This is a review of "Halcyon Days" recorded by Sounds Of Swami. The review was written by Jessica Thornsby in 2009.
Keighley's Sounds of Swami don't hang about on 7" 'Halcyon Days,' blasting through six songs in seventeen minutes. The average running time is between one minute, and one minute and a half, but Sounds of Swami still manage to pack a fair amount into each track, by playing everything at triple speed. Consequently, by the end of those seventeen minutes, you'll either be an exhausted, nervous wreck, or be having the time of your life and hitting the repeat button.
The 'Halcyon Days' rocket blasts off with the fantastically-titled 'Briefcase of Ignorance,' one and a half minutes of hardcore-influenced punk with a melodic undercurrent that's not immediately obvious.
Tearing along on manic drumbeats, 'Briefcase of Ignorance' ricochets between shouty singular vocals, shouty gang vocals, backing vocals, main vocals and a crackly voiceover. The vocal ricochet alone will leave your head spinning. Squeezed inbetween these whiplash vocals, is the occasional semi-sung, tuneful vocal hook that ensures this song's frightening and addictive in equal measures.
'Lapels' places less emphasis on velocity. In comparison to 'Briefcase of Ignorance,' 'Labels' has a more poised feel, with rumbling drumbeats, lurching riffs and some longer, smoother guitar lines. It's a coiled, darker and more subtly gnashing take on the hardcore-punk sound.
'Look At Me' is perhaps the most interesting song on this EP. Sounds of Swami lay unexpectedly smooth and melodic vocals over a spiky punk-rock clatter and pedal-to-the-metal drumbeats. You'll be unsure whether to concentrate on those euphoric vocals, or the anger that's raging beneath. In the end, you'll probably keep switching between the two. Sounds of Swami have pulled off a small miracle in making this song work.
The verses of 'Bandwagon hi-jack' see Sounds of Swami lose some of their melodic edge, and begin to sound a bit messy. Things quickly pick up though, as the band unfurl some longer, classier riffs for the chorus, and slip into a smoother vocal style.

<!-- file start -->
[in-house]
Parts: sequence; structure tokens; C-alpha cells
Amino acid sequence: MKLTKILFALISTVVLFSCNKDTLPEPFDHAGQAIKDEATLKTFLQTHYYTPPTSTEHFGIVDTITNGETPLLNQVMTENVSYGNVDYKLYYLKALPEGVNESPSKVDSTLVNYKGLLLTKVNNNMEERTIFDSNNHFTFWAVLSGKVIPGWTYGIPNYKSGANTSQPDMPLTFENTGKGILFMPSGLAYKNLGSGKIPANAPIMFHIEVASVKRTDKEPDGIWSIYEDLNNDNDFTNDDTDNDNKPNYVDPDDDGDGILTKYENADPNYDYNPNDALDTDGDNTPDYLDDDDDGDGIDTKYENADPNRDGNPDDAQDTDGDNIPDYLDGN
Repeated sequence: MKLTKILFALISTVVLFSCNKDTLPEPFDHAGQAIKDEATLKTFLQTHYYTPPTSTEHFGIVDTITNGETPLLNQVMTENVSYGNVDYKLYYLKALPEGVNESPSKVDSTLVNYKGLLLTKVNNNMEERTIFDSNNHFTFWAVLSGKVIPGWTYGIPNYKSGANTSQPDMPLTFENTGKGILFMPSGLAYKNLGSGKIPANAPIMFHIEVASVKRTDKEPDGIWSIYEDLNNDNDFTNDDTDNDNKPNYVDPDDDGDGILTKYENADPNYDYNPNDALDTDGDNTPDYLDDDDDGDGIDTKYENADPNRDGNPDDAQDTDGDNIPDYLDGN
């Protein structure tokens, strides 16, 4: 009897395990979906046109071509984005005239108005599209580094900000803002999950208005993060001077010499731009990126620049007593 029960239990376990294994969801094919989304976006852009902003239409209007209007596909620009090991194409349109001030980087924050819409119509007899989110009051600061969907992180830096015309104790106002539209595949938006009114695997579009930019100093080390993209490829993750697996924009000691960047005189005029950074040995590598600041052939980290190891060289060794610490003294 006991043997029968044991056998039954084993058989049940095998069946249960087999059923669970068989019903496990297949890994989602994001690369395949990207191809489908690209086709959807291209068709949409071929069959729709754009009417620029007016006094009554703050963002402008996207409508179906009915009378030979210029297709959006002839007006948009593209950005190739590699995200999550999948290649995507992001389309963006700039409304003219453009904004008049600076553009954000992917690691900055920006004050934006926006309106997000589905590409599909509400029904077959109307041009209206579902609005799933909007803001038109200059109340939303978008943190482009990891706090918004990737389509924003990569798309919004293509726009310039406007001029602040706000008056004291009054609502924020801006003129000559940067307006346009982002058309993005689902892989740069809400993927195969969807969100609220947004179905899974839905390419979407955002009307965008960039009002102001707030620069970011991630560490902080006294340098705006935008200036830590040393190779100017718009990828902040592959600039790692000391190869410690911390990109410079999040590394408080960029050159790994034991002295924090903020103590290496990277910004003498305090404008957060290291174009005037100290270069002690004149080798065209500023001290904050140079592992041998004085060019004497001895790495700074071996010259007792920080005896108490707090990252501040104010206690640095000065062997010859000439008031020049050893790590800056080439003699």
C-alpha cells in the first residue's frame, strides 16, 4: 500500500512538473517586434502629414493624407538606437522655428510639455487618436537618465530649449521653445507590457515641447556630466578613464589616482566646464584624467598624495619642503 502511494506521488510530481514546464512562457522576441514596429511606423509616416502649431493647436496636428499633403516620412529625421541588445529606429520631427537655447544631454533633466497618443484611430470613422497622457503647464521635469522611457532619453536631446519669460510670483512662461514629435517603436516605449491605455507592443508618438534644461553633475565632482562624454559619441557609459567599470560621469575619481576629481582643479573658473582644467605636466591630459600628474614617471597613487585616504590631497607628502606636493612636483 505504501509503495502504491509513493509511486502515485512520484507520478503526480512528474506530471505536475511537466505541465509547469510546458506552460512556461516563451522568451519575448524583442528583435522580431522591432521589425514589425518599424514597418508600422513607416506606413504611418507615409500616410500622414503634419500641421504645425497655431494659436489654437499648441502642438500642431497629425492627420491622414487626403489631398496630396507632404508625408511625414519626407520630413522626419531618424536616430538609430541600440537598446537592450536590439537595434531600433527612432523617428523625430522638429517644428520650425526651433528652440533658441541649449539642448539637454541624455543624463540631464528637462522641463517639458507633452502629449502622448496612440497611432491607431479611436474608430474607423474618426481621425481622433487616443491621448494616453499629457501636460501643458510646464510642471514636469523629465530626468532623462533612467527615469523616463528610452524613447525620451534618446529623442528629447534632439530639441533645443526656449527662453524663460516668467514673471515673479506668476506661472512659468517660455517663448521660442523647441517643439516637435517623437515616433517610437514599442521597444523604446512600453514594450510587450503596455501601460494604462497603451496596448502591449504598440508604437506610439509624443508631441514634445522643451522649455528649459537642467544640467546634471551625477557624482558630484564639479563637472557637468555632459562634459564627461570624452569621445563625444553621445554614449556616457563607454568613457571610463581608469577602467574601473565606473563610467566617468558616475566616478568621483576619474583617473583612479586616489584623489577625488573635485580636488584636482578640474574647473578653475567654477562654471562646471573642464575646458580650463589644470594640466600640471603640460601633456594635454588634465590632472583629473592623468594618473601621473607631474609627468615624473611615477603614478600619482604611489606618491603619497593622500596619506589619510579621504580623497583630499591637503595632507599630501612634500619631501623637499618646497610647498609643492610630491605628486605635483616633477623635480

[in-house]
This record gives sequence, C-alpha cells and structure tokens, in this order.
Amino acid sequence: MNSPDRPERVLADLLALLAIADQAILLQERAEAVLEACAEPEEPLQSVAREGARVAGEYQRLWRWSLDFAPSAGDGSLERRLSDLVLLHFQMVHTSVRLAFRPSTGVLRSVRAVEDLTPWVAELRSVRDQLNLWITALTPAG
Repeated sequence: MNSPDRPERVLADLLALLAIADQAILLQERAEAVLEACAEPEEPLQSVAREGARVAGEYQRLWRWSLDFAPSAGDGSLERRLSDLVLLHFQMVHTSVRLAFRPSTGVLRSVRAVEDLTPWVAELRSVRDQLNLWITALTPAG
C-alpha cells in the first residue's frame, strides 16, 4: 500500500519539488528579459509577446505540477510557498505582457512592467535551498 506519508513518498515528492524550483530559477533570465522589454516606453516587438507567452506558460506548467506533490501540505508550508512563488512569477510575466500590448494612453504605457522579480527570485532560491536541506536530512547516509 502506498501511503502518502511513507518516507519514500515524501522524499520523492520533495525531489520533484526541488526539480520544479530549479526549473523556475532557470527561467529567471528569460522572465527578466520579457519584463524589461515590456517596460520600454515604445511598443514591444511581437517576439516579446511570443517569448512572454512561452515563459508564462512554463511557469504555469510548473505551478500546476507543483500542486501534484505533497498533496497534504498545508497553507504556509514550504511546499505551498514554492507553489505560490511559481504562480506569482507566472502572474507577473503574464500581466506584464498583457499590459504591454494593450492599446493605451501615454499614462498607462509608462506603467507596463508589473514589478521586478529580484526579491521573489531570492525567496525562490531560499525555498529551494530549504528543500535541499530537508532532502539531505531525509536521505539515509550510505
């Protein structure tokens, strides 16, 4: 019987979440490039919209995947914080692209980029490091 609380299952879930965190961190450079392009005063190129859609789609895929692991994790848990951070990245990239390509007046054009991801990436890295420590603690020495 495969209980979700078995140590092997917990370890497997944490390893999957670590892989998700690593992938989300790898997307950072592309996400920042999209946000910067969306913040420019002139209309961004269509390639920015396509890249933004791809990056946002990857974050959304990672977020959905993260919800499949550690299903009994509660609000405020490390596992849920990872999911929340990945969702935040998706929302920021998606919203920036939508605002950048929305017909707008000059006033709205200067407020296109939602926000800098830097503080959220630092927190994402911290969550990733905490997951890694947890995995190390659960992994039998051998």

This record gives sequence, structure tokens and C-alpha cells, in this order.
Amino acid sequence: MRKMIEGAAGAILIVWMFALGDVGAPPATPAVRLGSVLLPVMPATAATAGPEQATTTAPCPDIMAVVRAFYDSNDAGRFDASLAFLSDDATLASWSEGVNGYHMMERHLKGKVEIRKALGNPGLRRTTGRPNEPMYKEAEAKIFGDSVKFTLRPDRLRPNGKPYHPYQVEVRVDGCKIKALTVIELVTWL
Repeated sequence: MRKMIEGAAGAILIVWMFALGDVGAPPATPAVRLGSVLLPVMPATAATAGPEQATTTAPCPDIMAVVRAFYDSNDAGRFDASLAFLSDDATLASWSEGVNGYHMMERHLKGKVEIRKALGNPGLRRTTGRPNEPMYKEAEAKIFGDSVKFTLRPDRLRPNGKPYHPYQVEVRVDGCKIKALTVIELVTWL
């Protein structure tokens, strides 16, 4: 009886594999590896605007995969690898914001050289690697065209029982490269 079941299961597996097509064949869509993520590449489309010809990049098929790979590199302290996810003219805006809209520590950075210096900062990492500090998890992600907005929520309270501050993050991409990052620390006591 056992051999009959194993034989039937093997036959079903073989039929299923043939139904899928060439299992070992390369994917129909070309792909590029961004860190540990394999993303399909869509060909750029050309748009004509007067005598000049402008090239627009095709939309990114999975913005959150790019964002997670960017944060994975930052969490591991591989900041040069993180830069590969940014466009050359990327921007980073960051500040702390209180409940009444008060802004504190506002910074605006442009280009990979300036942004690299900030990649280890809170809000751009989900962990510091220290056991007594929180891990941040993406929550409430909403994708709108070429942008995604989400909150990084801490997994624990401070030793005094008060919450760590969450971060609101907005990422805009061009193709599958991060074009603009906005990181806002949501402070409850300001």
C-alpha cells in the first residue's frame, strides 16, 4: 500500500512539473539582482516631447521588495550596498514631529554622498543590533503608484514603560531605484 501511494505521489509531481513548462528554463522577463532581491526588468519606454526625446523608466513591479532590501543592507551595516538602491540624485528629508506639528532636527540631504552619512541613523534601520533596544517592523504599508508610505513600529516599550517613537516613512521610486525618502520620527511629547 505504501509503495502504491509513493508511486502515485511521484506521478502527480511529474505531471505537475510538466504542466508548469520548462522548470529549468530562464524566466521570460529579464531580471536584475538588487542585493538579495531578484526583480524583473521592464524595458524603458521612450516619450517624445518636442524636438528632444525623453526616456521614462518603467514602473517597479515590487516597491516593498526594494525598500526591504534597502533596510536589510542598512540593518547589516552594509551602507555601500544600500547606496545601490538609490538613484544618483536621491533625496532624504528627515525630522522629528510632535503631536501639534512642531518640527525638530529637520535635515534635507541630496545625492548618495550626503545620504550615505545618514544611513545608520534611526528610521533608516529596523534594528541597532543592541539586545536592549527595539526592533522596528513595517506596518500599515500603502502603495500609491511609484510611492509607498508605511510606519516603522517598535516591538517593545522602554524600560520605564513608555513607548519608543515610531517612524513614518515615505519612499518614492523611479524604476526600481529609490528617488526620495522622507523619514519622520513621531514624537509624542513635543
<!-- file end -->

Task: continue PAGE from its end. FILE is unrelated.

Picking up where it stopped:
Thankfully, although 'Bandwagon hi-jack' keeps returning to those clattering, hardcore-influenced passages, it never quite becomes as incoherent as on that first verse.
Both the EPs longest and most structurally complex song, 'Bandwagon hi-jack' lacks the simple punk thrust of this EPs more straightforward tracks. Sounds of Swami are at their best when they blast out one-minute-odd nerve-rattlers.
And this is exactly what they do with 'The Clue is in The Title,' a one minute and one second long jumble of riotous, punk-influenced sound that would be completely unlistenable if it was half a minute longer.
Their guitarist bashes out some random, abrasive riffs that are like someone taking a cheese grater to your bones, and the vocals are completely impenetrable. But, this burst of frothing-at-the-mouth vocals and sand-paper riffing, is an enjoyable sucker punch - and Sounds of Swami were spot-on, keeping it so short.
'Your Name Not Here' is surprisingly varied for a hardcore-influenced song. The latter part of the verses may make the formulaic hardcore clatter, splattered with plenty of shouty punk vocals, but the first half alternates between a military drumbeat and some nastily-churning riffing that's surprisingly complex.
The chorus takes a more punkish route, with a head-spinning vocal ricochet similar to 'Briefcase of Ignorance.' Main, backing and gang vocals, all fly around like shrapnel. Added to this are galloping drumbeats and lightening riffs, in a combination that's guaranteed to get the adrenaline flowing.
'Halcyon Days' is hardcore-punk that's played flat-out from the opening notes, to the closing bars of the final track. The vocal interplay is dizzying, and Sounds of Swami never over-complicate matters by trying to expand on their ideas. This is six shots of adrenaline-fuelled punk, and Sounds of Swami must have laid waste to a fair few DIY punk shows with tracks like these in their arsenal.